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Max Baucus Requires Health Care Rationing

And Probably Leads to Something that Rhymes With "Shmeath Ranels"

The Washington Times recently took a look at the forced health care rationing in Chairman Max Baucus’s health care overhaul legislation:

The offending provision is on Pages 80-81 of the unamended Baucus bill, hidden amid a lot of similar legislative mumbo-jumbo about Medicare payments to doctors. The key sentence: “Beginning in 2015, payment would be reduced by five percent if an aggregation of the physician’s resource use is at or above the 90th percentile of national utilization.” Translated into plain English, it means that in any year in which a particular doctor’s average per-patient Medicare costs are in the top 10 percent in the nation, the feds will cut the doctor’s payments by 5 percent.

Forget results. This provision makes no account for the results of care, its quality or even its efficiency. It just says that if a doctor authorizes expensive care, no matter how successfully, the government will punish him by scrimping on what already is a low reimbursement rate for treating Medicare patients. The incentive, therefore, is for the doctor always to provide less care for his patients for fear of having his payments docked. And because no doctor will know who falls in the top 10 percent until year’s end, or what total average costs will break the 10 percent threshold, the pressure will be intense to withhold care, and withhold care again, and then withhold it some more. Or at least to prescribe cheaper care, no matter how much less effective, in order to avoid the penalties.

This is a highly arbitrary and pernicious way to cut medical care for seniors. The Baucus approach penalizes the top ten percent every year. There is no target level of spending, after which the penalties sunset. Further, no provider ever knows if he or she is likely to end the year in the top ten percent. For that reason there is an incentive to cut costs on every patient, every procedure, every expenditure, on every day of the year. And if a doctor finishes the year in the bottom 90 percent, the average level of spending will have been reduced, and there will be a new contest to cut further, to remain in the bottom 90 percent the next year.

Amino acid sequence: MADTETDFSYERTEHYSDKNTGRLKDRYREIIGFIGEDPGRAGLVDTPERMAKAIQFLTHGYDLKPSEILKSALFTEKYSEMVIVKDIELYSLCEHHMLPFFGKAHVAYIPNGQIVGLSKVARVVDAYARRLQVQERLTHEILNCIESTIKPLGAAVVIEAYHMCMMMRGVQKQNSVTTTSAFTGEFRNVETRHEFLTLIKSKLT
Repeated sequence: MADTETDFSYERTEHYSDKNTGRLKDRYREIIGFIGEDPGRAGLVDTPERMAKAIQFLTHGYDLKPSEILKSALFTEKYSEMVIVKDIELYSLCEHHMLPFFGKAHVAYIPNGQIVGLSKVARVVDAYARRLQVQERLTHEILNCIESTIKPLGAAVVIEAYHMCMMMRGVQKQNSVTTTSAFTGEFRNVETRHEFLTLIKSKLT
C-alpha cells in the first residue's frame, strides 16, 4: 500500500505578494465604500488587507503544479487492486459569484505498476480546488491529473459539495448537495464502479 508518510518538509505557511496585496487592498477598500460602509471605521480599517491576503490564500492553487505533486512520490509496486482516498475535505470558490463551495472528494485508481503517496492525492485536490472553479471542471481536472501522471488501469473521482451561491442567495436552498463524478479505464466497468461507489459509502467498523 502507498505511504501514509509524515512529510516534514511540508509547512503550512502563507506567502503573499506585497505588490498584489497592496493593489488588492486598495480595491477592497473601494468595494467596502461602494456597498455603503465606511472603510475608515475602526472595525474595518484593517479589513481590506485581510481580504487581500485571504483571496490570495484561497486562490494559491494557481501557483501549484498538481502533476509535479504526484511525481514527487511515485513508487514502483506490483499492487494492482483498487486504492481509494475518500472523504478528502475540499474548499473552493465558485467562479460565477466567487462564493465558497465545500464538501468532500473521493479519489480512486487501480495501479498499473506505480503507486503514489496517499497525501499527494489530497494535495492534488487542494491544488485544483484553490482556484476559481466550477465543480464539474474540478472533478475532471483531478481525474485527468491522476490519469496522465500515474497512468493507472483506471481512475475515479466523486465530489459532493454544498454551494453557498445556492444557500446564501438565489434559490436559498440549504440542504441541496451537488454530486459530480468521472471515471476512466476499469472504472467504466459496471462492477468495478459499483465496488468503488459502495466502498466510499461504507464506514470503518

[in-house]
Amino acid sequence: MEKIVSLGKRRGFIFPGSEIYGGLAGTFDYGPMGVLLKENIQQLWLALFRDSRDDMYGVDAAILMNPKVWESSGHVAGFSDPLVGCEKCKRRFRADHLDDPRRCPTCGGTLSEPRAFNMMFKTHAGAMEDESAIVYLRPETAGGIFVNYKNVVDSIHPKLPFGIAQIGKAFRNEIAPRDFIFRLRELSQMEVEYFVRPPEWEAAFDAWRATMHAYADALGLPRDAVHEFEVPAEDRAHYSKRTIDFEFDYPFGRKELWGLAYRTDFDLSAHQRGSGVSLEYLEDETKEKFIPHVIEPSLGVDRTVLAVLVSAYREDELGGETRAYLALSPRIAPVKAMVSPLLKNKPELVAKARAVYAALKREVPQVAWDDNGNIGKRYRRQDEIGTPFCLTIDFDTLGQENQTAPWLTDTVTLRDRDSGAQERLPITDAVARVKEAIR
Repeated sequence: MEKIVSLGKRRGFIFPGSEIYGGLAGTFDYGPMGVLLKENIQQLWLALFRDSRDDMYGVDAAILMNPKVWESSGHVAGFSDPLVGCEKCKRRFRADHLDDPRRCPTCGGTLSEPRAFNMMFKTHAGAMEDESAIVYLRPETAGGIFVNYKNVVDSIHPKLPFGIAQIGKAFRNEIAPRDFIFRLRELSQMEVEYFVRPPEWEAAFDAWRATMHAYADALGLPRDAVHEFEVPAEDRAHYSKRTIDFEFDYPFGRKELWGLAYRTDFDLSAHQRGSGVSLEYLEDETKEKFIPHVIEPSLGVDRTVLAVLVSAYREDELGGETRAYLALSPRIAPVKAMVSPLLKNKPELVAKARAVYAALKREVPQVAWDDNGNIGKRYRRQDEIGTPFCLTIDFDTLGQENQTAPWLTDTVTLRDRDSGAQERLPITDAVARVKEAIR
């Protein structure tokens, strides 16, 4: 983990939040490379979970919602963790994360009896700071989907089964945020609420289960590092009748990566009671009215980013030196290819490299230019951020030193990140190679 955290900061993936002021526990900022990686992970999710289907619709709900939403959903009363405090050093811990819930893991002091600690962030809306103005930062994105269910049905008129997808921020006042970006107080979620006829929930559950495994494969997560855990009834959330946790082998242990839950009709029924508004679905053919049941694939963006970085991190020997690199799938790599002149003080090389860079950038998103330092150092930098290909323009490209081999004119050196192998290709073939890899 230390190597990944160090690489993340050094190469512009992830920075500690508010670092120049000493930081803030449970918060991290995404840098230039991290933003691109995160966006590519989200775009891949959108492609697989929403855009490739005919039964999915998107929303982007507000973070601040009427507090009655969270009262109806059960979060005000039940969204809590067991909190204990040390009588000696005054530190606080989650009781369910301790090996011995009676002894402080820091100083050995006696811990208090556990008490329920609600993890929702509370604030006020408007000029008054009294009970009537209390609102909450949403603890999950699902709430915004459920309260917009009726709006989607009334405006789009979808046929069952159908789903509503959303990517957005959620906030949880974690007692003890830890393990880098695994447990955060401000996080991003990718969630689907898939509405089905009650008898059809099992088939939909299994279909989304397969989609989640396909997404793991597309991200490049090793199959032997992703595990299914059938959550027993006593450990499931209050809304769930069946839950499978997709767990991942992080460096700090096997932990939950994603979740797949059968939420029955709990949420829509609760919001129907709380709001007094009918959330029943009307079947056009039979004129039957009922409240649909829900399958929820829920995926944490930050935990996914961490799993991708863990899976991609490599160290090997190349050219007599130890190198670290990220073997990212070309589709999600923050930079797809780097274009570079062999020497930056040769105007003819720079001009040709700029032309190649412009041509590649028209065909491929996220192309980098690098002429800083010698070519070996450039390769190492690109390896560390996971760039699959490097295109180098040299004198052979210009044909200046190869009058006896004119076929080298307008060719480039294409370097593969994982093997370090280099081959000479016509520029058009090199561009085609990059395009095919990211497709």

In practical terms, there’s probably some point at which further rationing becomes politically impossible. Once Medicare expenditures and reimbursements are sufficiently reduced, once the federal government has adopted Oregon-style death panels to deny expensive care to the aged and infirm, Congress will likely have to step in to stop the ‘death spiral.’

Another likely effect of this change would be to encourage doctors to shift more costs from Medicare to private plans. If there is an ongoing incentive to reduce spending on Medicare patients, caregivers will try to cost-shift to those on private plans. That will have the added effect of driving up health insurance costs.

Every Democrat on the Finance Committee voted to preserve the Medicare death spiral. Kent Conrad voted for it even as he recognized why it’s a bad idea:

As National Right to Life Executive Director David N. O’Steen, Ph.D., has previously noted, “It’s like a game of musical chairs, in which there is always one chair less than the number of players – so no matter how fast the contestants run, someone will always be the loser when the music stops.”

Although Senator Kent Conrad (D-ND) voted against the Kyl Amendment because he disagreed with its budget offsets (required under the committee’s rules), he earlier said, “As I try to put my feet in the shoes of a doctor, I don’t know how you separate out overutilization that is really overutilization. There is no way of knowing when you go through the year, what you are going to do at the end of the year.” He warned that the provision could come back to “haunt us” in a few years.

The Senators who voted to keep this provision are:

Max Baucus, MT

Jay Rockefeller IV, WV
Kent Conrad, ND
Jeff Bingaman, NM
John Kerry, MA
Blanche Lincoln, AR
Ron Wyden, OR
Charles Schumer, NY
Debbie Stabenow, MI
Maria Cantwell, WA
Bill Nelson, FL
Robert Menendez, NJ
Tom Carper, DE

If you’re a constituent, you might want to ask why.

Via Protein Wisdom

Cross-posted to theconservatives

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